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CSS-Only Multi-Color Backgrounds

kedar9 profile image Kedar ・2 min read


The Metro design UI brought by Microsoft with Windows 8 may not have been largely received with a positive response (mostly because of the major UI overhaul from Windows 7), but it opened the doors to a new era of User Interface. Other than introducing a beautiful implementation of flat design, thin typography, and expansive images, it brought what I believe was lacking in the traditional Skeuomorph design: colorfulness.

iOS and Android then updated their design standards with iOS 7 and Material design respectively. Both iOS and Material designs also went for flat designs and thin typography: Helvetica Neue (later San Francisco) and Roboto respectively. And both, in their design overhauls, introduced colors and gradients like they were unheard of.

So now that we've established that vibrant colors play a major role in all modern designs today, let's check out a different implementation to the traditional use of CSS background gradients.

In this implementation, we rely on the color-stops parameter in the linear-gradient() (or radial-gradient) property. These stops decide where you want to start a particular color. The boilerplate for the property we'll be using is:

background: linear-gradient(<angle>, color1 color1-stop-at, color2 color2-start-at);
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The simple logic here is that we stop the first color at an x% and start the second color at x% or <x%. This removes the "gradient" from the linear-gradient and defines a clear edge between both colors giving the background a multi-colored-material effect.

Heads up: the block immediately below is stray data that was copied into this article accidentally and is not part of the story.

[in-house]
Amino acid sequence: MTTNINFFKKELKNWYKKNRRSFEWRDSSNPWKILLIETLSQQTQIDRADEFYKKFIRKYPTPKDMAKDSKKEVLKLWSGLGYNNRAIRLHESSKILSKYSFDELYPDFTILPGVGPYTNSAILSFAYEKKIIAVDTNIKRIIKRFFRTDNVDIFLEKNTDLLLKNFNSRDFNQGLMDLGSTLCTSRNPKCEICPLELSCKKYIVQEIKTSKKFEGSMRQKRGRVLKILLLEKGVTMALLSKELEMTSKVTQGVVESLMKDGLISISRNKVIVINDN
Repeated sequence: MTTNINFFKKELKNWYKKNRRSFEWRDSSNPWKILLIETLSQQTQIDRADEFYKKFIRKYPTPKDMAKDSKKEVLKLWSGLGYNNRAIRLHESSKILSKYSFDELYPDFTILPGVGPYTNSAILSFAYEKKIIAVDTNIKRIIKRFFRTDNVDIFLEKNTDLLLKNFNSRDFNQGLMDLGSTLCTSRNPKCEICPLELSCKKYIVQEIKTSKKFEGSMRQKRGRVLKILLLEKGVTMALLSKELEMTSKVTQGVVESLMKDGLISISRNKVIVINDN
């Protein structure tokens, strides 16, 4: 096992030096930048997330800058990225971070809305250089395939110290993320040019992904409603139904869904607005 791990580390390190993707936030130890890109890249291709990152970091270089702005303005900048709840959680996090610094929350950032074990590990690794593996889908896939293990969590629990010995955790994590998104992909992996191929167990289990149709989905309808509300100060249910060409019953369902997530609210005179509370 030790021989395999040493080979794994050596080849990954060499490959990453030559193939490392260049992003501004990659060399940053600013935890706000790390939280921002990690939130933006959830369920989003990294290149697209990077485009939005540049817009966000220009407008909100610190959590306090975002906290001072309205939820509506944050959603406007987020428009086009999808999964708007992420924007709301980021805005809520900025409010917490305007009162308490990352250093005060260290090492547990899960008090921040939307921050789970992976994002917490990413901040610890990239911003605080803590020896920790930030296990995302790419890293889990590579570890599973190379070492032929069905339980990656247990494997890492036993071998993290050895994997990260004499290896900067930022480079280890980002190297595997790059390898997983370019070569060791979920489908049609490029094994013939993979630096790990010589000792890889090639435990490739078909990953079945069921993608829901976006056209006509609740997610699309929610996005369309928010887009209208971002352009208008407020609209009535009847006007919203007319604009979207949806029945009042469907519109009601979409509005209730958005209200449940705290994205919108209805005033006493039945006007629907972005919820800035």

In Action:

background: linear-gradient(110deg, #fdcd3b 60%, #ffed4b 60%);
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gets us:

Looks beautiful, doesn't it? Add some text on it and it looks like a nice highlighted element. The above example has some extra CSS style thrown in (like border-radius and box-shadow).

Essentially, the background property can hold two contents one over the other: 2 gradients, 2 images or you can mix-and-match any of those.
To use more than 2 colors (because why not), put the powerful rgba() to use and use 2 gradient parameters.
Here's an example with the background property holding an image and masking some portion of the image with a gradient of orange and transparent.

Use a dominant color from the image or a completely contrast color for the rich look.

Like this:

Sample code for such a banner would be:

background: linear-gradient(-70deg, #fa7c30 30%, rgba(0, 0, 0, 0) 30%), url('planets.jpg');
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Here's a codepen with some examples (including the use of radial-gradient).

Discussion

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ggenya132 profile image
Eugene Vedensky

I love how many solutions CSS offers to design challenges like this one. I'll store this one for later use :)